LAUSANNE, Switzerland — Greta Thunberg was among 30 young activists who walked out of a major European meeting of more than 400 students who have spent the last nine months boycotting school on Fridays to demand action on climate change.
Thunberg, 16, has become the most visible spokesperson of the Fridays for Future movement after launching a solitary school strike in Stockholm in Stockholm. But during an emotional meeting Wednesday morning, the group left the main hall and sat down outside the front door, which BuzzFeed News witnessed, just before the conference was due to take up a draft platform of the movement’s demands.
“We’re on strike,” said Janine O’Keeffe, an adult activist who lives in Sweden and has been active with the strike movement since its early days, and who had been participating in a committee drafting the movement’s demands. Multiple other participants also described the walkout as a “strike” to BuzzFeed News.
Thunberg did not respond to requests to comment before this story was first published. But she said in a text message to BuzzFeed News after publication that she did not personally view the gathering as a protest.
“I did not ‘join a walk out’ or ‘join a sit in.’ We are going in and out of meetings all the time,” she wrote. “In this case I sat down outside the auditorium to comfort a friend of mine who was sad and upset at the time.”
This week's summit was convened in Lausanne, Switzerland, with the goal of articulating a shared vision and decision-making process for a movement that began as a spontaneous uprising but now brings hundreds of thousands to the streets worldwide. Ahead of a September meeting to discuss climate change in the United Nations General Assembly, the Fridays for Future movement is debating how to turn its visibility into political power that can quickly force policymakers to cut carbon emissions.
The tension that led to the activists to exit the hall began with a fundamental disagreement about strategic vision and how key decisions should be made, the same challenges that frustrated Occupy and many other grassroots movements. The Fridays for Future activists reject formal hierarchies and believe all voices should have equal say in decisions. But they also want to find consensus on fundamental visions and strategic calls, such as the dates when major strikes will be held. And trying to respect both principles threatened to derail the conference in Lausanne as it entered its third day.
The split began to emerge in meetings that BuzzFeed News sat in on Tuesday, but came to a head Wednesday as the conference was preparing to take up a list of demands. A committee had met the day before to revise a draft that outlined more than 20 specific policy recommendations, covering everything from reforming agriculture to curbing carbon emissions from boats. Thunberg and group of others recommended scrapping these proposals in favor of much broader principles like “follow the science” and “climate justice for everyone.”
“Not one of us agreed to all these demands, because they’re too specific,” Thunberg said in making the recommendation. Saoi O’Connor, a 16-year-old from Ireland, was even more emphatic in arguing against specific demands as the meeting broke up. “Our movement is strong because we haven’t had to do this,” BuzzFeed News heard them say to another participant.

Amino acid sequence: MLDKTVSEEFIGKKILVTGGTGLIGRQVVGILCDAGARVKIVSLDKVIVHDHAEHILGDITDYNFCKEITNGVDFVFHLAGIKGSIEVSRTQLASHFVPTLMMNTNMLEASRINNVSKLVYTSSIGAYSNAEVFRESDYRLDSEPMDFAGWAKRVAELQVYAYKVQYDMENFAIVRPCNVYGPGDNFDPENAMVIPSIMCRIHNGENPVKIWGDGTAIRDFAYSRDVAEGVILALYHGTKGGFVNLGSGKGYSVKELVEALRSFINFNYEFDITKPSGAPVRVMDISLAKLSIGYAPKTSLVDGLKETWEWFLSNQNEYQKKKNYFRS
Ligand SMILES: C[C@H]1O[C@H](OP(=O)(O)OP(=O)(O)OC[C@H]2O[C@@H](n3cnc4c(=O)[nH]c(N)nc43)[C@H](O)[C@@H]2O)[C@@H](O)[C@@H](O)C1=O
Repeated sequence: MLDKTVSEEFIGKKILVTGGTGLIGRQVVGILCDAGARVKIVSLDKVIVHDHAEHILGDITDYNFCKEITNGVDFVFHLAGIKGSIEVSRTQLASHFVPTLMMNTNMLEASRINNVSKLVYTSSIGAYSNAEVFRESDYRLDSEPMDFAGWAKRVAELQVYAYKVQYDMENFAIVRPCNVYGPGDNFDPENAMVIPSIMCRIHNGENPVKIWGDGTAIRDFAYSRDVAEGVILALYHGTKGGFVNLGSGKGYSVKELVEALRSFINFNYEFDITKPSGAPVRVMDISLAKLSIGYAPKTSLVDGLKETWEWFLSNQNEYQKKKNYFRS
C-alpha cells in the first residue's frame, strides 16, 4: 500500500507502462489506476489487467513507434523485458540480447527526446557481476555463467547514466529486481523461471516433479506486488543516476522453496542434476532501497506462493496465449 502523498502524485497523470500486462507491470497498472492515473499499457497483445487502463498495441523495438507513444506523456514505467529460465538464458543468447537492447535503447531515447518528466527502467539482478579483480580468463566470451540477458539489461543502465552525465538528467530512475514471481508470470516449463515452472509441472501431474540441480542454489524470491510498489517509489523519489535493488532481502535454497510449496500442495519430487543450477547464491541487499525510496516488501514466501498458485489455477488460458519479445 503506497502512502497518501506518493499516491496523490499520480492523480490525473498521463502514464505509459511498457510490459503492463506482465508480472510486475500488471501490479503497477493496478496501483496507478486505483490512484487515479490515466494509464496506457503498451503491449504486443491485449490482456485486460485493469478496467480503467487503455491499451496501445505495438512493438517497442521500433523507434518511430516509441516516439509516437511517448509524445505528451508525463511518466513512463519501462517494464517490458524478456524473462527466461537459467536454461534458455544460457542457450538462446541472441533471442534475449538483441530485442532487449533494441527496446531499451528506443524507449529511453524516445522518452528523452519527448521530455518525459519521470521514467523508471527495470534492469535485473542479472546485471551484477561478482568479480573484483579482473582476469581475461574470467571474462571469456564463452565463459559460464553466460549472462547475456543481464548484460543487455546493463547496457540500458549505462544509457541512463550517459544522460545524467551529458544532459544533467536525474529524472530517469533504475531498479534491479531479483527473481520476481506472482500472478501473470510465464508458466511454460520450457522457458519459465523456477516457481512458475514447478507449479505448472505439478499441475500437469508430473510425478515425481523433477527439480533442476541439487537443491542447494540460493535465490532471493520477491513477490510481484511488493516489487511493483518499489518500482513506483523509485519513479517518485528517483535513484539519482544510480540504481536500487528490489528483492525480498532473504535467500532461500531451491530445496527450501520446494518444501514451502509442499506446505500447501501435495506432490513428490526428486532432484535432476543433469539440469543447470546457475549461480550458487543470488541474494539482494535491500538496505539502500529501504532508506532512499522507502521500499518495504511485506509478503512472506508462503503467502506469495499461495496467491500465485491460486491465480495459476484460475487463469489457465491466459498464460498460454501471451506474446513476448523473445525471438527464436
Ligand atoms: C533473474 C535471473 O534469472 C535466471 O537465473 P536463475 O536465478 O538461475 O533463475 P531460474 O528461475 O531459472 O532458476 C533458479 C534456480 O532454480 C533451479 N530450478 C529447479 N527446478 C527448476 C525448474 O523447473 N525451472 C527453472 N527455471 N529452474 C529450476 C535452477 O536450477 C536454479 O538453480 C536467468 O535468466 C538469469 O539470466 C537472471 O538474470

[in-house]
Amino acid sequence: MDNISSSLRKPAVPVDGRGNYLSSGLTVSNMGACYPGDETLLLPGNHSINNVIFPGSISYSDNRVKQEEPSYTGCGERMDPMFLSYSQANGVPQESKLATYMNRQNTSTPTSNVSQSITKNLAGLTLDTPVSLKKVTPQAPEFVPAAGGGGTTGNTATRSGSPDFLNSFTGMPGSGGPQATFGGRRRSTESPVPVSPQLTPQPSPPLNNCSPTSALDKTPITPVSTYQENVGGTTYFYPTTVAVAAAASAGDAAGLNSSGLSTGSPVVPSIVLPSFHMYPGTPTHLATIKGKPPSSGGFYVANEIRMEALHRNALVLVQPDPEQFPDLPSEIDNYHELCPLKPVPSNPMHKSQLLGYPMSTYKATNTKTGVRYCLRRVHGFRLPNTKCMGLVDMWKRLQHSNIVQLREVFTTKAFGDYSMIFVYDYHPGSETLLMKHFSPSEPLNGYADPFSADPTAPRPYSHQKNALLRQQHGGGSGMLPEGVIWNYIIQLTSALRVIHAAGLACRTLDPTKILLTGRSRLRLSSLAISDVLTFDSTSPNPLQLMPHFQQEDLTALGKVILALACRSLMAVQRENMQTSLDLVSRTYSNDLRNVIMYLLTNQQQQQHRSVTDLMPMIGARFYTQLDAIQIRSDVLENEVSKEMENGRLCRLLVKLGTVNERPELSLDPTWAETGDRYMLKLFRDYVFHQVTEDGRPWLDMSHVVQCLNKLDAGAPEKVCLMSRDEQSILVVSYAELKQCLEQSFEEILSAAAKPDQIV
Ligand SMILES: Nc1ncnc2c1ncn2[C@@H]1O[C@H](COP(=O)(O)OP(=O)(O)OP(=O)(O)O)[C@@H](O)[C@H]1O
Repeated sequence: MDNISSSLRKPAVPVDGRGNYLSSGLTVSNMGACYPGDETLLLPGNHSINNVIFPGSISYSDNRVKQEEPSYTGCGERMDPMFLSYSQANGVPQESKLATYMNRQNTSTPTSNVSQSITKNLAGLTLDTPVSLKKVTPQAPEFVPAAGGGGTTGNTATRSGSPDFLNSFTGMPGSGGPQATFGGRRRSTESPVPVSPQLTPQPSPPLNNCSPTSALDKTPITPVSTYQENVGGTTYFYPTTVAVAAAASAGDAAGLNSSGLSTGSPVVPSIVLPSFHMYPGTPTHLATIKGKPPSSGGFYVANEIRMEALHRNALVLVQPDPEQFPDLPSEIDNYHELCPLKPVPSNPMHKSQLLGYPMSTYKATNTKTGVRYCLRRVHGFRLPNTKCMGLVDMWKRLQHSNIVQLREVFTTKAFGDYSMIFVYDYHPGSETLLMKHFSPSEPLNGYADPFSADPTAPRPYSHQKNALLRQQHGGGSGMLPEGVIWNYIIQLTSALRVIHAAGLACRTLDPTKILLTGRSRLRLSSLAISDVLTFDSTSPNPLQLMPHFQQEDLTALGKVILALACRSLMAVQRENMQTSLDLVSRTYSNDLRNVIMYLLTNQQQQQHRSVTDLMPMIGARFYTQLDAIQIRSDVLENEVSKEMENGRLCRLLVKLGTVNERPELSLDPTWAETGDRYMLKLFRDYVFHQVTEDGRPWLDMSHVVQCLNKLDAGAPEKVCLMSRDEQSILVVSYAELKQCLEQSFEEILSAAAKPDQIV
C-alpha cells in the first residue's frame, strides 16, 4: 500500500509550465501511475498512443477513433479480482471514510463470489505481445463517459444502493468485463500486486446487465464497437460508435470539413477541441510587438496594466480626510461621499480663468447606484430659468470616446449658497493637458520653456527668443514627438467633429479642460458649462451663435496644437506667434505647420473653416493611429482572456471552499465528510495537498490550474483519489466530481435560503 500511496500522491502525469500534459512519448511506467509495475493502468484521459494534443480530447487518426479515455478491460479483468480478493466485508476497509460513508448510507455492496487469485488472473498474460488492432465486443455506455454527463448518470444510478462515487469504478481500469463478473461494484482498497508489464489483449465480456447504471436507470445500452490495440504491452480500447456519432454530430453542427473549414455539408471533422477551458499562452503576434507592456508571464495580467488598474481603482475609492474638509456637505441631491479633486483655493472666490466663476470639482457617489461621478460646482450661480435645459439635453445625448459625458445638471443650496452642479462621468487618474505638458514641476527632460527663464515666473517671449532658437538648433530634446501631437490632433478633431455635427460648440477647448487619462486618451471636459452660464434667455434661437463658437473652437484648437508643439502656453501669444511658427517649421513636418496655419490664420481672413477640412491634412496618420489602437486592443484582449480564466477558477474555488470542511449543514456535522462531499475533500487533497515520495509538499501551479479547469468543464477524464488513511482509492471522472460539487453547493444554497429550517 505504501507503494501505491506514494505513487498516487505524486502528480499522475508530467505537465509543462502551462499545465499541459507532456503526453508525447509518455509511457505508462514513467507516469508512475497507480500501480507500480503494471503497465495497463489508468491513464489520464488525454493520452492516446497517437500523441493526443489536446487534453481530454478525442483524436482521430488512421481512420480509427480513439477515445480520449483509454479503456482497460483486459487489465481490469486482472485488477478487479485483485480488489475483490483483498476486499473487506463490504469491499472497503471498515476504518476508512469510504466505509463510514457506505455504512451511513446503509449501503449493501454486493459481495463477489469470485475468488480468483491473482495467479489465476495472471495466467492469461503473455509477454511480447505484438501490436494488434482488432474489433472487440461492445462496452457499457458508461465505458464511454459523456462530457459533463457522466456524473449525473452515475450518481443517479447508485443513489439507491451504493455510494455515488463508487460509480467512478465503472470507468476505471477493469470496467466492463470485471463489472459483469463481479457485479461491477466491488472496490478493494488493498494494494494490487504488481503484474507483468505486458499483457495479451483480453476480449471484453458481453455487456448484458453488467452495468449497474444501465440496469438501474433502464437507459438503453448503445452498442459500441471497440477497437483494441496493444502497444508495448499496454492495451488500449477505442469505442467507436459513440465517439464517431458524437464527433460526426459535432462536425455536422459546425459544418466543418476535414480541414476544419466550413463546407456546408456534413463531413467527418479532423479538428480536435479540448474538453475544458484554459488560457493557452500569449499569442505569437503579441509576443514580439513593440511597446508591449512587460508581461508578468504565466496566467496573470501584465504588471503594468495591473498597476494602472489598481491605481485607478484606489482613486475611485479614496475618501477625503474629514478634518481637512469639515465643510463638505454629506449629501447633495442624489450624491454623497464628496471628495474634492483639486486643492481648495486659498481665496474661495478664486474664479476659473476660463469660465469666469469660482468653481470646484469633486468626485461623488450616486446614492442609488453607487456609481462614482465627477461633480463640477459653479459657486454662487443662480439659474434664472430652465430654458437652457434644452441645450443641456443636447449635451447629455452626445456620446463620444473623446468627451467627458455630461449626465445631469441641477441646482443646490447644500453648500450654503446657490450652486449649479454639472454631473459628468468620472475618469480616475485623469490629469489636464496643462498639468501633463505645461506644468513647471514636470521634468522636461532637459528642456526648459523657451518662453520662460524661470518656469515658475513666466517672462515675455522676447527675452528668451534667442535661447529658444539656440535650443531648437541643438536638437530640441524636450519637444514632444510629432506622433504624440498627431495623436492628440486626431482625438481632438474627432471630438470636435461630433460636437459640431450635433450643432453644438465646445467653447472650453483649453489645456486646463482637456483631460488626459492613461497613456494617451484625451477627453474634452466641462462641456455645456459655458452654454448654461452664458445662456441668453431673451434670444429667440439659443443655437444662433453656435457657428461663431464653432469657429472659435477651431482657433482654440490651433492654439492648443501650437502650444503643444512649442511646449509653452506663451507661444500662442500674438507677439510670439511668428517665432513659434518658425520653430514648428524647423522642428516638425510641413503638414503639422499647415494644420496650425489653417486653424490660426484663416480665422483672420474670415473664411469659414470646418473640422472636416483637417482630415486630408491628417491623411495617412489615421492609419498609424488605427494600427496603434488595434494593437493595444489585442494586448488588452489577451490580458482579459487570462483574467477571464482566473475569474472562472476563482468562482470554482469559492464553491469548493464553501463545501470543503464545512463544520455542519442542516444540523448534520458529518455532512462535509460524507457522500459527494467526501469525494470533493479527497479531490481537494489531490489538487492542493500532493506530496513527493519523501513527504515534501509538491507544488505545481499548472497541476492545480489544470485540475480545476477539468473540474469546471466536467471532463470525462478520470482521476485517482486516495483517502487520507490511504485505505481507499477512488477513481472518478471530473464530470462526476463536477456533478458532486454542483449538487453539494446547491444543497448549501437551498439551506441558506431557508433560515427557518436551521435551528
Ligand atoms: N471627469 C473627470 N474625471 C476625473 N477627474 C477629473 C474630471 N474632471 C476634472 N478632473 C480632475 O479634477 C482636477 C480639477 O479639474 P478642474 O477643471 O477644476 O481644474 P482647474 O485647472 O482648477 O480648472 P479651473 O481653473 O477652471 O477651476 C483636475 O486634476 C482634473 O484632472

But others said that specific proposals were the only way to hold politicians’ feet to the fire, and a majority of the committee leaned in that direction. The group struggled to reach a consensus, and many of the dissenters left as the meeting ran late. As the full conference prepared to take up their proposals, O’Connor walked out, and was soon joined by Thunberg and many others.
“We thought, if we [went on strike because we] didn’t like the government not listening to us about climate change, and we don’t like how they’re not listening to us [now] about how we felt, let’s strike,” a British student who was one of the instigators of the walkout, and asked not to be named, told BuzzFeed News.
O’Connor initially declined multiple interview requests from BuzzFeed News. But they said that the whole incident had been “blown hugely out of proportion” in a message to BuzzFeed News after publication.
“Even if we disagree on small details we as a whole movement stand together,” O’Connor said. “We are and will continue to be united in the fight for climate justice. Nothing has changed.”
During a meeting at the end of the lunch break witnessed by BuzzFeed News, conference organizers said the conflict had grown so heated that the event’s host, the University of Lausanne, wanted to call off further meetings that afternoon to allow participants time to cool off. The summit has been run primarily by high school and university activists involved in the movement. But the activists insisted on allowing the committee drafting the list of demands for policymakers to make a presentation, which offered people a choice between adopting just four broad demands or including many of the specific proposals, according to sources in the room.
Thunberg, O’Connor, and other activists who left the earlier meetings stuck around for that session, sources in the room said, and it proceeded smoothly. And soon the conference participants were doing the Macarena and playing other games designed to lighten the mood.
The conference is scheduled to adopt final declarations on Thursday, but organizers were struggling to figure out an approach that could bring consensus to a group of several hundred young people who are deeply divided.
This post has been updated to include comments from Thunberg and O'Connor and clarify events witnessed by BuzzFeed News.